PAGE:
In his previously mentioned piece in the Wall St. Journal, Jeff Pearlman reveals more of Carter’s lesser known reputation:

In Montreal, where Carter established himself as a star from 1974-84, he was derisively tagged “Teeth,” “Lights” and “Camera Carter” for his apparent love of the spotlight and his willingness to grant any and every interview request. Such behavior didn’t sit well with many of the Expos, who mocked him (cowardly, Carter would later tell me) behind his back and made him the butt of their juvenile jokes.

Whether or not Carter was a good person isn’t an issue I particularly care to investigate. What we do know is that he was a very good baseball player, and this is the final memory with which he left baseball fans:

Comments (10)

  1. More than just a great catcher, Carter was the first true baseball superstar in Montreal and did a lot for the sport in Quebec. He won with the Mets, but he will forever be remembered as an Expo. That last hit is a great memory for a lot of baseball fans in Montreal.

    His passing is even more sad because it reminds us that we used to have a great organization, a great team and great players in this city, and now we have nothing to show for it. RIP, Kid.

  2. Someone (forget who) on Twitter commented that in the early 80s Carter rivalled Gretzky as the most popular athlete in Canada. It’s very true, and hard to explain to those who are too young to remember it.

    One thing that stands out for me is how hard his managers rode him – catching 150+ games in some years. I always remember him running down the line to back up behind first base on EVERY ground ball. Too bad his knees gave out – the last few years of his career he was definitely breaking down.

    He was a childhood hero of mine – of course I was too young and disconnected to know about the ego issues. I recommend the book ‘The Expos Inside Out’ by Dan Turner for those interested.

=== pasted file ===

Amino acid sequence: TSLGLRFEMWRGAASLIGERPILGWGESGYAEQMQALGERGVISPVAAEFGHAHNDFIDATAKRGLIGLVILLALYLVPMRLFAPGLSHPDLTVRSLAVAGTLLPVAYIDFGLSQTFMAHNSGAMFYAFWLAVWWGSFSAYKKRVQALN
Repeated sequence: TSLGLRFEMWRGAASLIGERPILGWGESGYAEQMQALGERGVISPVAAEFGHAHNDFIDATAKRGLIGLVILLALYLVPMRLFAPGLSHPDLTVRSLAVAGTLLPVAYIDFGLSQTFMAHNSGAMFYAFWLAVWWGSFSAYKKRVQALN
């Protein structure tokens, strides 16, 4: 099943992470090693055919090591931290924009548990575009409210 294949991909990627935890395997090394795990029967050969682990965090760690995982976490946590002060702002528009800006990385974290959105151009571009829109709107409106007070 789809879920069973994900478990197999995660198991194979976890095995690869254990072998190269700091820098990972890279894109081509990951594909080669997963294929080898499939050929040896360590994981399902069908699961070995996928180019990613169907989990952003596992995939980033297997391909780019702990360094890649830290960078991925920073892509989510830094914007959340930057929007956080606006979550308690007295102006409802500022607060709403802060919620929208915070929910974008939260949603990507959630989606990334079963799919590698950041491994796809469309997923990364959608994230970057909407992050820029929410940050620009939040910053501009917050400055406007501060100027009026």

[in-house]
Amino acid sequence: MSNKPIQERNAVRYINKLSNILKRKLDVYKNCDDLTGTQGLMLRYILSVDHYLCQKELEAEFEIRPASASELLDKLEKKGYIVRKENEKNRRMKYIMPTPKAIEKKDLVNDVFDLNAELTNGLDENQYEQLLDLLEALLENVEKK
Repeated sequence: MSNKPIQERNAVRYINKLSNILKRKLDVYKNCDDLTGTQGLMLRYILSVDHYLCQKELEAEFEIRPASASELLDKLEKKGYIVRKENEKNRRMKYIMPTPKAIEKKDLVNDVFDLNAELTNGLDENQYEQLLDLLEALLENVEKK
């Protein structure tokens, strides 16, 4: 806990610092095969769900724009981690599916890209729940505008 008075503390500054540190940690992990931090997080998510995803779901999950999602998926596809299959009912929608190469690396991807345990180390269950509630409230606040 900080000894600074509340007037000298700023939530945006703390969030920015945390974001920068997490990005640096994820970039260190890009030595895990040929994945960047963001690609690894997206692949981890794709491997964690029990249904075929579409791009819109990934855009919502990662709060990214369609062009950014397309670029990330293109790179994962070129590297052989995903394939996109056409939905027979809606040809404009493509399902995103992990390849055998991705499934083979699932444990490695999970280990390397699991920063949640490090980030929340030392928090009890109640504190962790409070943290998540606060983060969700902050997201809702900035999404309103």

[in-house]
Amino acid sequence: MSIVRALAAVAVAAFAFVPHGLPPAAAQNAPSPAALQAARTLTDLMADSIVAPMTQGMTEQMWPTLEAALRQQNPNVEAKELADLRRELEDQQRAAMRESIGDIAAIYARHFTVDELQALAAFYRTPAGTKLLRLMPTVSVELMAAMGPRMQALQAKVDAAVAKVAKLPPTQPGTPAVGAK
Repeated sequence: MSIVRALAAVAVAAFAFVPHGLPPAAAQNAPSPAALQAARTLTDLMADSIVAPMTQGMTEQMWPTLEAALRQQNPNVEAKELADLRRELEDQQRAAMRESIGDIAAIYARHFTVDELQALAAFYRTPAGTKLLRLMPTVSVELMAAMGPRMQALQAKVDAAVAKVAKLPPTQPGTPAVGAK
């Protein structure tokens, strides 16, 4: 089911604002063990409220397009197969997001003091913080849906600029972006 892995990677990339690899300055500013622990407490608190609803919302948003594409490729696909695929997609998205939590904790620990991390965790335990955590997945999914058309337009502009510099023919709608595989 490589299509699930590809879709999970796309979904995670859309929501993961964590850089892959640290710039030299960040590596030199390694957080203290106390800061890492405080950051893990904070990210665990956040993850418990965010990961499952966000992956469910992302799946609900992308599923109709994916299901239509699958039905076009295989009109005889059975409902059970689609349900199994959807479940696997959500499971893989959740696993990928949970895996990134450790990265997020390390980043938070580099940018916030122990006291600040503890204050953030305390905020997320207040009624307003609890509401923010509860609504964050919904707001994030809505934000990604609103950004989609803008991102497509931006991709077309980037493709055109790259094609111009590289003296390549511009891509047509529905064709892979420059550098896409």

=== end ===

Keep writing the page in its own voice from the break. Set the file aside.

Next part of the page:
That video clip is too much to handle – Harry, Gary, and a full and emotional Olympic Stadium. What a void now.

    • It’s strange for me. He left the Expos in ’84, and I would’ve been just becoming interested in baseball in ’85, so I totally missed out on all of the nostalgia now being expressed. My mom was more of a Tim Raines and Tim Wallach fan anyway.

      • I didn’t hit my baseball stride until 88′, when I started playing at age 5.

        Still, I will always have a soft spot for the Spo’s, and Carter was my favourite Spo. Followed by Larry (at least I got to watch him play!).

      • Meant to also mention that as much as I loved Carter with the Expos, I dropped my allegiance to him like a hot potato when he was traded to the Mets. We HATED the Mets. They were well known as being a team of assholes; and although Gary was not, he was guilty by association in our eyes.

        Of course, all was forgiven when he eventually came back to Montreal at the end.

    • I remember the early 80s. My heart belonged to the Jays but I was very aware of Gary Carter. (Being cute helped.) When I got to watch an Expos game you could see he had that spark you couldn’t help but notice.

      I had never seen that clip and now I’m crying here in my office. Wow. That was something else. Can’t imagine what it would have been like to have been there.

      • Ahh ha ha, glad I’m not the only one shedding a tear. Also, I’m overtired. But seriously, great clip.

  3. I loved Andre Dawson but the Kid was not far behind. As a big fan of the Expos growing up, I always admired Gary Carter’s love of baseball. Always smiling, always working hard and always leading by example.